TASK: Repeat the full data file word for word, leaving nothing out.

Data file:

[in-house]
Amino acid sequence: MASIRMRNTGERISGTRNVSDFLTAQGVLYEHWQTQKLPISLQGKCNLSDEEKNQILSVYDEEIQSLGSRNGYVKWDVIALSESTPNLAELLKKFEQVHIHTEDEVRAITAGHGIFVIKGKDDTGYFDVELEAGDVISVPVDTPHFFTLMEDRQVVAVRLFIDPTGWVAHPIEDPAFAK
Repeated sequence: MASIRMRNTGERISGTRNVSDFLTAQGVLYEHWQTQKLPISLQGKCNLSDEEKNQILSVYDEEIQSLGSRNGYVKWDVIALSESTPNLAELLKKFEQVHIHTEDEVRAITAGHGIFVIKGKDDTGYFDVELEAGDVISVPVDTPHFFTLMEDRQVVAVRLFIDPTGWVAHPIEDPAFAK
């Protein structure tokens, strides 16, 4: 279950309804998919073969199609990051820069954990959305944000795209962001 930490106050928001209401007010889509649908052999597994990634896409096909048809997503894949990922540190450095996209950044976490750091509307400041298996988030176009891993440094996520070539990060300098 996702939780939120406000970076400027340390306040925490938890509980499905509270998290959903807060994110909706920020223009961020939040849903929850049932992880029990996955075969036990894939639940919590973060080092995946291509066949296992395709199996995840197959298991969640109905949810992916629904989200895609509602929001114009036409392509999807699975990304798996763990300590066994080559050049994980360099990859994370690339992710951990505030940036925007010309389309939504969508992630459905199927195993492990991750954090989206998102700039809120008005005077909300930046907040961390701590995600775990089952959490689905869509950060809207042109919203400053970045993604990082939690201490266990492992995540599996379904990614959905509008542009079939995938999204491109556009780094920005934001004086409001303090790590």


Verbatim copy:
[in-house]
Amino acid sequence: MASIRMRNTGERISGTRNVSDFLTAQGVLYEHWQTQKLPISLQGKCNLSDEEKNQILSVYDEEIQSLGSRNGYVKWDVIALSESTPNLAELLKKFEQVHIHTEDEVRAITAGHGIFVIKGKDDTGYFDVELEAGDVISVPVDTPHFFTLMEDRQVVAVRLFIDPTGWVAHPIEDPAFAK
Repeated sequence: MASIRMRNTGERISGTRNVSDFLTAQGVLYEHWQTQKLPISLQGKCNLSDEEKNQILSVYDEEIQSLGSRNGYVKWDVIALSESTPNLAELLKKFEQVHIHTEDEVRAITAGHGIFVIKGKDDTGYFDVELEAGDVISVPVDTPHFFTLMEDRQVVAVRLFIDPTGWVAHPIEDPAFAK
């Protein structure tokens, strides 16, 4: 279950309804998919073969199609990051820069954990959305944000795209962001 930490106050928001209401007010889509649908052999597994990634896409096909048809997503894949990922540190450095996209950044976490750091509307400041298996988030176009891993440094996520070539990060300098 996702939780939120406000970076400027340390306040925490938890509980499905509270998290959903807060994110909706920020223009961020939040849903929850049932992880029990996955075969036990894939639940919590973060080092995946291509066949296992395709199996995840197959298991969640109905949810992916629904989200895609509602929001114009036409392509999807699975990304798996763990300590066994080559050049994980360099990859994370690339992710951990505030940036925007010309389309939504969508992630459905199927195993492990991750954090989206998102700039809120008005005077909300930046907040961390701590995600775990089952959490689905869509950060809207042109919203400053970045993604990082939690201490266990492992995540599996379904990614959905509008542009079939995938999204491109556009780094920005934001004086409001303090790590």